A Long Way from Where We Used to Live by Guest Author Joshilyn Jackson

author_color2We’re very pleased to have Joshilyn Jackson as our guest today on the ball. Her third novel, The Girl Who Stopped
, was a national bestseller that Entertainment Weekly called a “ghost story, family psychodrama, and murder mystery all in one… a wild, smartly calibrated achievement.” It released in paperback this week. She is also the author of the award winning novels Gods in Alabama and Between, Georgia.

I’m a geek, okay? Not just “a little geeky.” A little geeky would be going to see the new Star Trek movie the day it came out. Which I did. In fact, I drove 40 miles to see the IMAX version, which definitely tips me over into Moderately Geeky. You might let me stay there, if I did not reveal that I left over an hour early to stand in line so I could have the best seats.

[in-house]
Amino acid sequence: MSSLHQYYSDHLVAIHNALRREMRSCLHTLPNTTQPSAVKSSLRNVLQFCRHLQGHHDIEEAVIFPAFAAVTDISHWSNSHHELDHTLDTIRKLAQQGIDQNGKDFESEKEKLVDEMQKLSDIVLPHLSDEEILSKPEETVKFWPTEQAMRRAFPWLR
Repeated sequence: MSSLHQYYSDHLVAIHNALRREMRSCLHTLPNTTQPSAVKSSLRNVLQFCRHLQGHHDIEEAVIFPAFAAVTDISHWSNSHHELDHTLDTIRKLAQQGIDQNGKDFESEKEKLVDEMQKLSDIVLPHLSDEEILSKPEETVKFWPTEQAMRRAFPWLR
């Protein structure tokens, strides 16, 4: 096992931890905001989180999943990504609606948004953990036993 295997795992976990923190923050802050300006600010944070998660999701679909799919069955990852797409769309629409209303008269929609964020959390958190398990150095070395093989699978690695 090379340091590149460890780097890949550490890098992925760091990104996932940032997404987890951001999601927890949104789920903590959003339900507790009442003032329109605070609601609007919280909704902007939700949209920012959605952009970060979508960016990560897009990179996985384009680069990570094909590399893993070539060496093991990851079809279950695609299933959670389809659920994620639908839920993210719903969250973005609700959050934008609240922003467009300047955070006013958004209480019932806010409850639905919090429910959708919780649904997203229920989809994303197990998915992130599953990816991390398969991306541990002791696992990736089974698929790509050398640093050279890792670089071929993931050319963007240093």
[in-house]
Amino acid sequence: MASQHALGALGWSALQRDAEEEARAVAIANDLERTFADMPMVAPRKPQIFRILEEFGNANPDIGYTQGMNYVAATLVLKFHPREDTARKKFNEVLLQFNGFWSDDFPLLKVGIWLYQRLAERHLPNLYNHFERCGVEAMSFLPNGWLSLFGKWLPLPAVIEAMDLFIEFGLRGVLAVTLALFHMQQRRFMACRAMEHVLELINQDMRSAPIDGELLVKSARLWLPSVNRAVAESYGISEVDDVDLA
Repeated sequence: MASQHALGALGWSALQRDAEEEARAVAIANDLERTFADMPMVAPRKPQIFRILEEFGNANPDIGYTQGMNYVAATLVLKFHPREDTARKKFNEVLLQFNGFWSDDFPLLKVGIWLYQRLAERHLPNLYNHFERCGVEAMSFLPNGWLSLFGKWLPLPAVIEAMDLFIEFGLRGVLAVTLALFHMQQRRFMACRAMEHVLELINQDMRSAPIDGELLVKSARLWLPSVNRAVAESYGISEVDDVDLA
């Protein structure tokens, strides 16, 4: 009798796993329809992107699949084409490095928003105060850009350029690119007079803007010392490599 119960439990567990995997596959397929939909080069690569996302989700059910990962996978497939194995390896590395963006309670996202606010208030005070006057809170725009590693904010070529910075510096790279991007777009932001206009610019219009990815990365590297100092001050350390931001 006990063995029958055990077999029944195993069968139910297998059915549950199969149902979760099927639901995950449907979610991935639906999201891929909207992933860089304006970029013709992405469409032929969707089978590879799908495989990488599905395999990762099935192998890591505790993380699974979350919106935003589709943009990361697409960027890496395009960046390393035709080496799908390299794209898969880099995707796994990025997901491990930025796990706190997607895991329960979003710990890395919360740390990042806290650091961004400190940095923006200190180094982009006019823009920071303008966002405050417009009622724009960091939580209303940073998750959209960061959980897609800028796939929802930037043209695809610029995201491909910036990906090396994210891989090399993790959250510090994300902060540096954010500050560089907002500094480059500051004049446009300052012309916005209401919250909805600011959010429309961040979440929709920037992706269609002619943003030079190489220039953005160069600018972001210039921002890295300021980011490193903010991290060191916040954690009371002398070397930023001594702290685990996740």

That’s irreparably red alert Geek-o-riffic. But perhaps not a terminal case. In my defense, I was not wearing a Star Fleet academy uniform. So. There is that.

ASIDE: I think they should issue Street Cred cards that we Geeks could flash at each other. The cards would showcase our top three nerd-factors, so we would instantly know where we stood in relation to each other on the geek-o-meter. My card would say,
–I’ve been on the internet, surfing BBSes and playing MUDs, since 1996. AND I AM A GIRL.
–My first two crushes were Leonard Nimoy and the constellation Orion.